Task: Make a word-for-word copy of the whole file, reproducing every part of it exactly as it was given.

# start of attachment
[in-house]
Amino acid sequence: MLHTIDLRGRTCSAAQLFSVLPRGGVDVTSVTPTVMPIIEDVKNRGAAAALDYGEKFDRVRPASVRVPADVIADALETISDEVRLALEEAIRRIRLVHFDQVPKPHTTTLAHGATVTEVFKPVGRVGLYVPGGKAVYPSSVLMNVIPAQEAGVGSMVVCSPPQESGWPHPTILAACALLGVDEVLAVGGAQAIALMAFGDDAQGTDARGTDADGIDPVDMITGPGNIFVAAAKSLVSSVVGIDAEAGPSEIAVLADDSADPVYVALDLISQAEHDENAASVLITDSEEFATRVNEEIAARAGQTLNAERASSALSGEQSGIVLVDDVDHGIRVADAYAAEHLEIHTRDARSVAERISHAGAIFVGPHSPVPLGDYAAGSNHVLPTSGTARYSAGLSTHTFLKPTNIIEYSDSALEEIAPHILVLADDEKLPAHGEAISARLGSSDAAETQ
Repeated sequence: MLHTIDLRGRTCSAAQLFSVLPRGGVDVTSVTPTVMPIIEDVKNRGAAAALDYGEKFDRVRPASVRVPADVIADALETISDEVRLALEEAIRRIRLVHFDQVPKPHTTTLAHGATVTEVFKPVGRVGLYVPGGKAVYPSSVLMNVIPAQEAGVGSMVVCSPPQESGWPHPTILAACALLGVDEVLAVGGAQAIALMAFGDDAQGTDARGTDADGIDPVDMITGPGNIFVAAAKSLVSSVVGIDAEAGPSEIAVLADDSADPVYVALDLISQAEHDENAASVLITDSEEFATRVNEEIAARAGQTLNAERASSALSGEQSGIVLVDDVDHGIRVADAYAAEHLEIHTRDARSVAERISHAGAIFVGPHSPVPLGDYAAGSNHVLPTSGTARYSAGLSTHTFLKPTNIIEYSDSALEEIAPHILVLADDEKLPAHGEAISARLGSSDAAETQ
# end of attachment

[in-house]
Amino acid sequence: MLHTIDLRGRTCSAAQLFSVLPRGGVDVTSVTPTVMPIIEDVKNRGAAAALDYGEKFDRVRPASVRVPADVIADALETISDEVRLALEEAIRRIRLVHFDQVPKPHTTTLAHGATVTEVFKPVGRVGLYVPGGKAVYPSSVLMNVIPAQEAGVGSMVVCSPPQESGWPHPTILAACALLGVDEVLAVGGAQAIALMAFGDDAQGTDARGTDADGIDPVDMITGPGNIFVAAAKSLVSSVVGIDAEAGPSEIAVLADDSADPVYVALDLISQAEHDENAASVLITDSEEFATRVNEEIAARAGQTLNAERASSALSGEQSGIVLVDDVDHGIRVADAYAAEHLEIHTRDARSVAERISHAGAIFVGPHSPVPLGDYAAGSNHVLPTSGTARYSAGLSTHTFLKPTNIIEYSDSALEEIAPHILVLADDEKLPAHGEAISARLGSSDAAETQ
Repeated sequence: MLHTIDLRGRTCSAAQLFSVLPRGGVDVTSVTPTVMPIIEDVKNRGAAAALDYGEKFDRVRPASVRVPADVIADALETISDEVRLALEEAIRRIRLVHFDQVPKPHTTTLAHGATVTEVFKPVGRVGLYVPGGKAVYPSSVLMNVIPAQEAGVGSMVVCSPPQESGWPHPTILAACALLGVDEVLAVGGAQAIALMAFGDDAQGTDARGTDADGIDPVDMITGPGNIFVAAAKSLVSSVVGIDAEAGPSEIAVLADDSADPVYVALDLISQAEHDENAASVLITDSEEFATRVNEEIAARAGQTLNAERASSALSGEQSGIVLVDDVDHGIRVADAYAAEHLEIHTRDARSVAERISHAGAIFVGPHSPVPLGDYAAGSNHVLPTSGTARYSAGLSTHTFLKPTNIIEYSDSALEEIAPHILVLADDEKLPAHGEAISARLGSSDAAETQ